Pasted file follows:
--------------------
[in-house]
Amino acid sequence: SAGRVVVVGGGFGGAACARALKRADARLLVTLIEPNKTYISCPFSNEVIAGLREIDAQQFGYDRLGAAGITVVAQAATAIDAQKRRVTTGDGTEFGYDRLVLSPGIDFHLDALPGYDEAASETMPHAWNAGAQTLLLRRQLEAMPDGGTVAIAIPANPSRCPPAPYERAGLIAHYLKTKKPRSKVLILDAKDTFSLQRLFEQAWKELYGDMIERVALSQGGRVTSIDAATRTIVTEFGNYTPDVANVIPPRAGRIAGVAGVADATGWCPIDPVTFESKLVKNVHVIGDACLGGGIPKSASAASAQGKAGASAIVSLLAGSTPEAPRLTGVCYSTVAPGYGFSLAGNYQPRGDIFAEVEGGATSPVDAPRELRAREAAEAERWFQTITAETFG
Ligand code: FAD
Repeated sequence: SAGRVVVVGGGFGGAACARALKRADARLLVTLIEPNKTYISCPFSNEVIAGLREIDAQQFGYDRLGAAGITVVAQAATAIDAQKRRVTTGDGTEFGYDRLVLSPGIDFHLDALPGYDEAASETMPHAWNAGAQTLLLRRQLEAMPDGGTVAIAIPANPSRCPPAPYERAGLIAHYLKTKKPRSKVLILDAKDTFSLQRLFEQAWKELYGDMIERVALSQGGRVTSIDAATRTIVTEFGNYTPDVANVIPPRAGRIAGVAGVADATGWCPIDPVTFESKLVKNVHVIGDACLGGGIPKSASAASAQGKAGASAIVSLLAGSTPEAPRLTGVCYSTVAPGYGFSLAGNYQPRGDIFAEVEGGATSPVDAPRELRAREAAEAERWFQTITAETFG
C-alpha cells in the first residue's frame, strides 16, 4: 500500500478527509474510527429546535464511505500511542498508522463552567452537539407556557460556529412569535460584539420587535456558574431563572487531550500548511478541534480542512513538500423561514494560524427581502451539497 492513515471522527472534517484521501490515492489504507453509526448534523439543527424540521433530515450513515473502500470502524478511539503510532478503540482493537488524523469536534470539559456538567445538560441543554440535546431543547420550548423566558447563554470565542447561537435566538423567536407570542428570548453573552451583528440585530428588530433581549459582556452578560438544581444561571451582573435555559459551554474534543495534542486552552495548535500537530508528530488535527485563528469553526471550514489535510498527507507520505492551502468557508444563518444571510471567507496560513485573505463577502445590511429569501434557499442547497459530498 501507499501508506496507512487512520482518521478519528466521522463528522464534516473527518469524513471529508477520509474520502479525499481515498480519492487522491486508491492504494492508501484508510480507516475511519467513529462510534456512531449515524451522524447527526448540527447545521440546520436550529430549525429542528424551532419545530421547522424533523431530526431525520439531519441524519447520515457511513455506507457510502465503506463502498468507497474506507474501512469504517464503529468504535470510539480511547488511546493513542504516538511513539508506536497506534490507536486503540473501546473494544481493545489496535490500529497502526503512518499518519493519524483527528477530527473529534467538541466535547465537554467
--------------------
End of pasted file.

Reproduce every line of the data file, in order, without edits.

[in-house]
Amino acid sequence: SAGRVVVVGGGFGGAACARALKRADARLLVTLIEPNKTYISCPFSNEVIAGLREIDAQQFGYDRLGAAGITVVAQAATAIDAQKRRVTTGDGTEFGYDRLVLSPGIDFHLDALPGYDEAASETMPHAWNAGAQTLLLRRQLEAMPDGGTVAIAIPANPSRCPPAPYERAGLIAHYLKTKKPRSKVLILDAKDTFSLQRLFEQAWKELYGDMIERVALSQGGRVTSIDAATRTIVTEFGNYTPDVANVIPPRAGRIAGVAGVADATGWCPIDPVTFESKLVKNVHVIGDACLGGGIPKSASAASAQGKAGASAIVSLLAGSTPEAPRLTGVCYSTVAPGYGFSLAGNYQPRGDIFAEVEGGATSPVDAPRELRAREAAEAERWFQTITAETFG
Ligand code: FAD
Repeated sequence: SAGRVVVVGGGFGGAACARALKRADARLLVTLIEPNKTYISCPFSNEVIAGLREIDAQQFGYDRLGAAGITVVAQAATAIDAQKRRVTTGDGTEFGYDRLVLSPGIDFHLDALPGYDEAASETMPHAWNAGAQTLLLRRQLEAMPDGGTVAIAIPANPSRCPPAPYERAGLIAHYLKTKKPRSKVLILDAKDTFSLQRLFEQAWKELYGDMIERVALSQGGRVTSIDAATRTIVTEFGNYTPDVANVIPPRAGRIAGVAGVADATGWCPIDPVTFESKLVKNVHVIGDACLGGGIPKSASAASAQGKAGASAIVSLLAGSTPEAPRLTGVCYSTVAPGYGFSLAGNYQPRGDIFAEVEGGATSPVDAPRELRAREAAEAERWFQTITAETFG
C-alpha cells in the first residue's frame, strides 16, 4: 500500500478527509474510527429546535464511505500511542498508522463552567452537539407556557460556529412569535460584539420587535456558574431563572487531550500548511478541534480542512513538500423561514494560524427581502451539497 492513515471522527472534517484521501490515492489504507453509526448534523439543527424540521433530515450513515473502500470502524478511539503510532478503540482493537488524523469536534470539559456538567445538560441543554440535546431543547420550548423566558447563554470565542447561537435566538423567536407570542428570548453573552451583528440585530428588530433581549459582556452578560438544581444561571451582573435555559459551554474534543495534542486552552495548535500537530508528530488535527485563528469553526471550514489535510498527507507520505492551502468557508444563518444571510471567507496560513485573505463577502445590511429569501434557499442547497459530498 501507499501508506496507512487512520482518521478519528466521522463528522464534516473527518469524513471529508477520509474520502479525499481515498480519492487522491486508491492504494492508501484508510480507516475511519467513529462510534456512531449515524451522524447527526448540527447545521440546520436550529430549525429542528424551532419545530421547522424533523431530526431525520439531519441524519447520515457511513455506507457510502465503506463502498468507497474506507474501512469504517464503529468504535470510539480511547488511546493513542504516538511513539508506536497506534490507536486503540473501546473494544481493545489496535490500529497502526503512518499518519493519524483527528477530527473529534467538541466535547465537554467